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Thank you, Pekka.

It appears, then, that early Elvis is PD but not the Beatles. All mono only
recordings should be free as well as early stereo.  78 to CD reissues, even
watermarked ones, are PD which undoes the protection Bear Family had as a
result of the favorable decision (to them) of the suit cited earlier.  Is
that your reading as well?

Steve Smolian

-----Original Message-----
From: Association for Recorded Sound Discussion List
[mailto:[log in to unmask]] On Behalf Of Pekka Gronow
Sent: Friday, September 23, 2011 4:51 AM
To: [log in to unmask]
Subject: [ARSCLIST] Copyright extension in EU

This is just a clarification to some recent discussions on copyright in
Europe.
The EU finally passed the 20-year extension (from 50 to 70) of copyright on
sound recordings a few weeks ago I have not yet had time to figure out when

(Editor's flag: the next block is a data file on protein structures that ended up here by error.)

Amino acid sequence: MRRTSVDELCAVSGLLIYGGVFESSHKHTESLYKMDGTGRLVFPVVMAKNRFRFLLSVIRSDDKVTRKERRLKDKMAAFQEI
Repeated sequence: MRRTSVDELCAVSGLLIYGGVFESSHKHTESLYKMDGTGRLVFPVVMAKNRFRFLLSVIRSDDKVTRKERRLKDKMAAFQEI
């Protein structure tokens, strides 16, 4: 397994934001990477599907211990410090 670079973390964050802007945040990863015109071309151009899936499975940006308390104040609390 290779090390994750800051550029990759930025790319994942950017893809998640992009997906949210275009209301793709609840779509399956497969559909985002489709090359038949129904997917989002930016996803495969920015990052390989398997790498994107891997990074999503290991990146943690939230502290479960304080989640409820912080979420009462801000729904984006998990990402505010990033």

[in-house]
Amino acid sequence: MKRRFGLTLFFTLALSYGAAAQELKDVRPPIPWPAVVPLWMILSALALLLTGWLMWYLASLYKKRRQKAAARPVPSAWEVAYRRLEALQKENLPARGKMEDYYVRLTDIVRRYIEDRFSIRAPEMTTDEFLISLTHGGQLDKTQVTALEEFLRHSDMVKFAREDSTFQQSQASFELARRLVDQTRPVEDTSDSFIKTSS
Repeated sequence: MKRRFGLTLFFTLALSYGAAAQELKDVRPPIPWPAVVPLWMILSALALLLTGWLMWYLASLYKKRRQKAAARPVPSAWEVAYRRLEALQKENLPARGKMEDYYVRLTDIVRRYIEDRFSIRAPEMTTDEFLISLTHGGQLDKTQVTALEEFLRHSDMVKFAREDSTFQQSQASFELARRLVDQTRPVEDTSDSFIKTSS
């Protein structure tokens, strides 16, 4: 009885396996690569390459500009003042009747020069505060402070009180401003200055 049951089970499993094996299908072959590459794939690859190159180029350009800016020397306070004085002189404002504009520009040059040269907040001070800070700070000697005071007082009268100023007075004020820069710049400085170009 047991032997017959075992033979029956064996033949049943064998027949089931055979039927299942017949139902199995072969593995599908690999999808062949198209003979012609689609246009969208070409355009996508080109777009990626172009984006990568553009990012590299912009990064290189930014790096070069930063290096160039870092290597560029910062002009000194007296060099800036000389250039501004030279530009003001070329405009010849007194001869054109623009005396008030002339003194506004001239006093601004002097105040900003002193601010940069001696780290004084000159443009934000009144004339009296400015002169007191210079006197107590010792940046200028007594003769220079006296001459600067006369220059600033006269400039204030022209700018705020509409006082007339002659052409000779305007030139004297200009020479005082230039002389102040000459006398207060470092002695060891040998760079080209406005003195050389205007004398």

this will enter into force - prrobably 1.1.2012 (this is written in the text
but you need a lot of legalese to find it).

The extension is NOT retroactive. All recordings which are in public domain
in Europe today will remain so forever (or until the next directive). A
European record company can still reissue any recording first published in
1945, or even in 1960, as long as they pay the standard mechanical royalty
to the composers. It is possible to use any prior publication as the source
of the reissue - the original shellac, a vinyl reissue, or even a recent CD
reissue. A restoration does not create a new copyright under the directive,
unless new sounds have been added (a new band behind Caruso). This was
actually one of the reasons presented by the EU Commission for the need of a
directive. It would also apply to reissuing US recordings in Europe, but in
the USA the law is of course different. Pre-1960 European recordings may
well be protected in the USA (Naxos decision).

The full text can be found at

http://ec.europa.eu/internal_market/copyright/term-protection/term-protectio
n_en.htm

Pekka